Audio Review: The Wishing Spell

One of the most popular series in the library these days is Chris Colfer’s series The Land of Stories.  With five fiction books, a picture book and a collection of classic fairy tales, it’s consistently one of our most requested series.  Since he last volume of the series coming out in July, it seems like the right time to seek out some answers about why.  So, when we got a new copy of the audio book, it was time to try it!

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The_Land_of_StoriesThe Land of Stories: The Wishing Spell
by Chris Colfer
Narrated by the author
8 CDs, 8.5 Hours

Alex and Conner , 11-year-old twins, have had a horrible year.  Not only was their father killed in a car accident, they’ve had to move from their beloved home to a small rental house, their mother had to sell the bookstore their father owned, and neither of them is doing well in school…for two totally different reasons.  Alex is interested in everything and always knows all the answers, so some kids are resentful, while Conner falls asleep in class because he’s not really interested in anything.  When their mother has to work a double shift on their birthday, the twins are happy that their grandmother can come for a visit and a party.

For a gift, their grandmother gives them her cherished copy of The Land of Stories…a book of fairy tales that the twins and the whole family have grown up sharing.  It’s a wonderful surprise, and something both Conner and Alex will treasure.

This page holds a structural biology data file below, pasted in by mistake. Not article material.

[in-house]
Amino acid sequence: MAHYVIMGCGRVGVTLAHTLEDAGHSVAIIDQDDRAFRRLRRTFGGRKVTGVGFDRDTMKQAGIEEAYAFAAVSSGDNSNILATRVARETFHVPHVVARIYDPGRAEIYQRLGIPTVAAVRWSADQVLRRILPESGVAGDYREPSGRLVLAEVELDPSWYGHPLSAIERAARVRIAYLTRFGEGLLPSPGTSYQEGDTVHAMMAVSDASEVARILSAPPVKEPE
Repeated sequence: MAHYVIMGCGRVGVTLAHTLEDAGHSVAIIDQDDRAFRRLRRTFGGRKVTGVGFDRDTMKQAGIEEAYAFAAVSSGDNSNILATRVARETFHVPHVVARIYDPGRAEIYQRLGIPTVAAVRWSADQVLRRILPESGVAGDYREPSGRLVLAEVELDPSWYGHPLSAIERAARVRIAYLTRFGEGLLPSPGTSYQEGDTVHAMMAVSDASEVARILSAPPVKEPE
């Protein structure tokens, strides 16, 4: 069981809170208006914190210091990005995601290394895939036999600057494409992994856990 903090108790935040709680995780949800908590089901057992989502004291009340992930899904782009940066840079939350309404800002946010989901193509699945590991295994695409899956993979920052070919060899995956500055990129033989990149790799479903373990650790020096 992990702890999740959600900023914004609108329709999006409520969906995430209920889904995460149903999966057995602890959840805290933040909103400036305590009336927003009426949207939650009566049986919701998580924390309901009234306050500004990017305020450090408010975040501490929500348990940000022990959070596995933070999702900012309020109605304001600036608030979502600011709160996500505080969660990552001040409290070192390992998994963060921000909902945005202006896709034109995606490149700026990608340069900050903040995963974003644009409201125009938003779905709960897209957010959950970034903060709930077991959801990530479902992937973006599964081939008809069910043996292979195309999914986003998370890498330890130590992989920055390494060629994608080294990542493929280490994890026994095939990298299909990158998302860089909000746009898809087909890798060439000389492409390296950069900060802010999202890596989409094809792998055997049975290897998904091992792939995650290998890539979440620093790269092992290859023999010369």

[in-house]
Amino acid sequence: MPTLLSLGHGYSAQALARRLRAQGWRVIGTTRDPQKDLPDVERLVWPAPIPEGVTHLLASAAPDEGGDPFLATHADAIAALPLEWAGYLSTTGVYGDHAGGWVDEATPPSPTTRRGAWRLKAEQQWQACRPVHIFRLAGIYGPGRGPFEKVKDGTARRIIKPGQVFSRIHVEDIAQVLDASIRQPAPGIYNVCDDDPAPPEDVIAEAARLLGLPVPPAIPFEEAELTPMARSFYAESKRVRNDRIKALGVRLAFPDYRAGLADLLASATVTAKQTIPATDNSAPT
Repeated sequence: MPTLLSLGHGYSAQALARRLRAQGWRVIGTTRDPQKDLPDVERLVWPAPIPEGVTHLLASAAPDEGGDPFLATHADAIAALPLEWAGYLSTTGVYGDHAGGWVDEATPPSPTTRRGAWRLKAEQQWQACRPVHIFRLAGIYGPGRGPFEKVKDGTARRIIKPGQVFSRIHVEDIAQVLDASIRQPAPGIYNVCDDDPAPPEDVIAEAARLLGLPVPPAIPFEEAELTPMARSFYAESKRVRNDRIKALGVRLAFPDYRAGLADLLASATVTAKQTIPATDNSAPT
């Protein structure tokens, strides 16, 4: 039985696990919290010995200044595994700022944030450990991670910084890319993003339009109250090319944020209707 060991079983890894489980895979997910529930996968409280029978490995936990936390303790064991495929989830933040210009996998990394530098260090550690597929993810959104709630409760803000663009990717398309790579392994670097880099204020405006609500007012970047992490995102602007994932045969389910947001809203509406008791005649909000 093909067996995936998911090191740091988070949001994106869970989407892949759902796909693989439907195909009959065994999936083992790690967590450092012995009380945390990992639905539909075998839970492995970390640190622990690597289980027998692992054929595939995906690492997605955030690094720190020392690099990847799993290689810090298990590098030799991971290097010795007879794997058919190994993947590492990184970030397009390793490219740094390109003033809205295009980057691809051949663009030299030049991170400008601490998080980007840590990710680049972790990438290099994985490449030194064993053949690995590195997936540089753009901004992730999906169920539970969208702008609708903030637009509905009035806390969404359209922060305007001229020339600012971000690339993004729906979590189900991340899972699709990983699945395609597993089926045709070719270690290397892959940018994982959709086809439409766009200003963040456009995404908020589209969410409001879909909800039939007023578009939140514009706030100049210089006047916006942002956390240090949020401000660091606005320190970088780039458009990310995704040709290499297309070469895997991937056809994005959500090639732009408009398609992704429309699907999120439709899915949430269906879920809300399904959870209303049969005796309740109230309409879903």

But when the book starts humming late one night, Alex isn’t sure what is going on.  Conner watches as his sister starts acting strangely, both at home and at school.  Alex won’t tell him what’s going on, but he knows he has to figure it out.  But he never would have guessed that the book is coming to life!

When Alex tumbles into the book–literally–Conner follows close behind.  Even if it’s dangerous, there is no way he is going to let his twin get lost in a book without him!  Upon landing, they discover that they’re in the middle of their favorite fairy tales…only nothing is quite as they remembered.  Time has passed since the stories, and the kingdoms are in crisis.  Goldilocks is a wanted fugitive, Red Riding Hood is a reclusive queen, and the Evil Queen has escaped prison to terrorize all the inhabitants.  Stories are fun to read, but maybe not so fun to live in.

When a new acquaintance tells them about a spell–a wishing spell–that might get them home, Alex and Conner are determined to find all the ingredients.  Can they travel the fairy tale kingdoms and retrieve the treasures to get them home?

wishing spell audioI quite enjoyed the audio recording of The Wishing Spell.  Chris Colfer is a delightfully flexible actor and his voices for the characters were wonderfully rich and varied.  Listening, you can hear that he had a lot of fun interpreting his characters for the audio production.  I was a little less impressed with the narrative sections; sometimes it felt like he was rushing through them to get to the voices.  Still, it was a good solid recording that is enjoyable for all ages of listeners.  If you enjoy thrilling quests, adventures with a touch of humor, and fairy tales, this series is for you!